I grew up in Springfield, Illinois, steeped in lore about Abraham Lincoln: his home, his law office, even his tomb were regular stops. For a kid, I learned a lot about the Civil War.
What I had never heard of was the Springfield anti-black riot of 1908, among the worst ever in the north, and a catalyst to the formation of the NAACP.
During my high school years in the late 1960s, Cairo, Illinois, broke out into open racial warfare. I did understand that Springfield was effectively segregated, and it remains so to this day.
I did not experience this racism directly. My parents supported the civil rights movement and use of the N-word was taboo in our house and anywhere else.
Still, the anger, resentment and suppressed violence was all around me. As a Jew, I was sometimes asked by my classmates to show my horns.
My sense of the concept of understanding and the importance of communication was profoundly shaped by these experiences.
I studied sociology in college and took away two ideas. First, while our societies in the west are riven by conflict, civil society is the place where citizens might encounter each other and, through communication, address the social problems that give rise to conflict.
Second, this process takes place in the “public sphere,” those places in society where we discuss our needs and goals and define the politics and policies it would take to reach them.
The English philosopher Thomas Hobbes argued that without a civil society we live in a state of “war of all against all.” Life in the U.S. today sometimes feels like we might be approaching that point again.
Our society has many groups and interests that increasingly clash. But American society in the 19th century threw off slavery through a civil war, enthralled African Americans again through Jim Crow, and saw the growth of the first Gilded Age. We’d be hard put to think that ours is a more contentious time.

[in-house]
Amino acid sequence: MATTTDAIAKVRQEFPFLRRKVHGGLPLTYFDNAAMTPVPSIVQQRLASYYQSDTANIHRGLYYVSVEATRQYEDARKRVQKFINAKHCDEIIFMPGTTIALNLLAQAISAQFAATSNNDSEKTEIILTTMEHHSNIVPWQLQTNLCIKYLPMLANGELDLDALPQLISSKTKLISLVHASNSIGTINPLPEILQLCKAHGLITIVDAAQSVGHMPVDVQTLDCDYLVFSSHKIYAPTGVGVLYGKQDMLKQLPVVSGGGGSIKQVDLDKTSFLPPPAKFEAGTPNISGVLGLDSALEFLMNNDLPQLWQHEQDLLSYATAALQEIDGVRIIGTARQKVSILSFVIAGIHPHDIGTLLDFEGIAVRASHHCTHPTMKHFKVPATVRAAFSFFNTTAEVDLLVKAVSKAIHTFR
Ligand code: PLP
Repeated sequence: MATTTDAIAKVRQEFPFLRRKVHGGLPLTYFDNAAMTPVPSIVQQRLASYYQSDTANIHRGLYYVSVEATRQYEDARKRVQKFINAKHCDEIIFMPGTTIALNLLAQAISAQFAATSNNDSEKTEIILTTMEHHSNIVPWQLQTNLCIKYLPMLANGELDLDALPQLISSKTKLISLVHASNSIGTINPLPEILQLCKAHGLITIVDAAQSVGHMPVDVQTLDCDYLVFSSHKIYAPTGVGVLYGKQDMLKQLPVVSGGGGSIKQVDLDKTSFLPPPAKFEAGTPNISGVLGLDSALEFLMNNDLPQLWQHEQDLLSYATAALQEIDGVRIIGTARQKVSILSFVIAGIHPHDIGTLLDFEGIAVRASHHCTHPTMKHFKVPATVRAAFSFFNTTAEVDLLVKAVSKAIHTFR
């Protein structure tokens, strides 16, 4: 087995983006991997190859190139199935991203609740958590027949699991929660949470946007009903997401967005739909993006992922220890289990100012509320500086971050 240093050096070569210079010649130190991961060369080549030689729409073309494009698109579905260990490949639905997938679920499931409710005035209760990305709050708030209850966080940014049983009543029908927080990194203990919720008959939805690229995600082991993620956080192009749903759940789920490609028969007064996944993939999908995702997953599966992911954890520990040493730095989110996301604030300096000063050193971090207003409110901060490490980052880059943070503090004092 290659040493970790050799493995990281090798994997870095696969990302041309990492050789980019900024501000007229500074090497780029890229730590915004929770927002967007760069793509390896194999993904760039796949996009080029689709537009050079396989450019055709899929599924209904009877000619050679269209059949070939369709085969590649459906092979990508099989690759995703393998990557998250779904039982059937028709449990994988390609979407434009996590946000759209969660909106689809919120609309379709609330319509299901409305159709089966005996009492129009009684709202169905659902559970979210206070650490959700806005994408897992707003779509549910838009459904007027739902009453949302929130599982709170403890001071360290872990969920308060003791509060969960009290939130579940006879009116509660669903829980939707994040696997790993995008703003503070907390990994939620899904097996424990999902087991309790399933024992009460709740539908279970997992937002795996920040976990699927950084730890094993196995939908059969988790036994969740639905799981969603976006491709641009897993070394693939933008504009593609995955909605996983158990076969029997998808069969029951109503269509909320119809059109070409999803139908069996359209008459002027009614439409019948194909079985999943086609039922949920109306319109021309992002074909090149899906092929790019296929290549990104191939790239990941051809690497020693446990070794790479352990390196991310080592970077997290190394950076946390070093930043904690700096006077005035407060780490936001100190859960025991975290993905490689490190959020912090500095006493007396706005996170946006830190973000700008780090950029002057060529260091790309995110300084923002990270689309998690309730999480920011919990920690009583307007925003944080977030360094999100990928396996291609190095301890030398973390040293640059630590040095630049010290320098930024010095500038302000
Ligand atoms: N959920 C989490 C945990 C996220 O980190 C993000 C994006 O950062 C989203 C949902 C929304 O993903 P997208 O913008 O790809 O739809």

Conflict today is acted out online.
As far back as 1981, when I began my dissertation, it was clear that the broadband communication system would shape and control the flow of information in society.
I hoped this new technology would be used to expand communication and solve our public problems. Today, these technologies seem to sharpen our differences, and turn us against each other.
My hope that they can be still turned to the common good is reflected in my two major projects.
The Madison Commons (www.madisoncommons.org), founded in 2006, is a community-driven news site that we produce in the School of Journalism and Mass Communication; it is now the oldest continuous such project in the U.S.
It provides news and information about all of Madison’s neighborhoods, with the aim of connecting communities through communication.
My research on “Communication Ecologies, Political Contention, and Democratic Crisis,” with an extraordinary group of colleagues, explores the origins of political contention in Wisconsin from 2008 on.
By better understanding how the communication environment is inflaming political conflict, we hope to identify new pathways for civil understanding, agreement and democratic hope.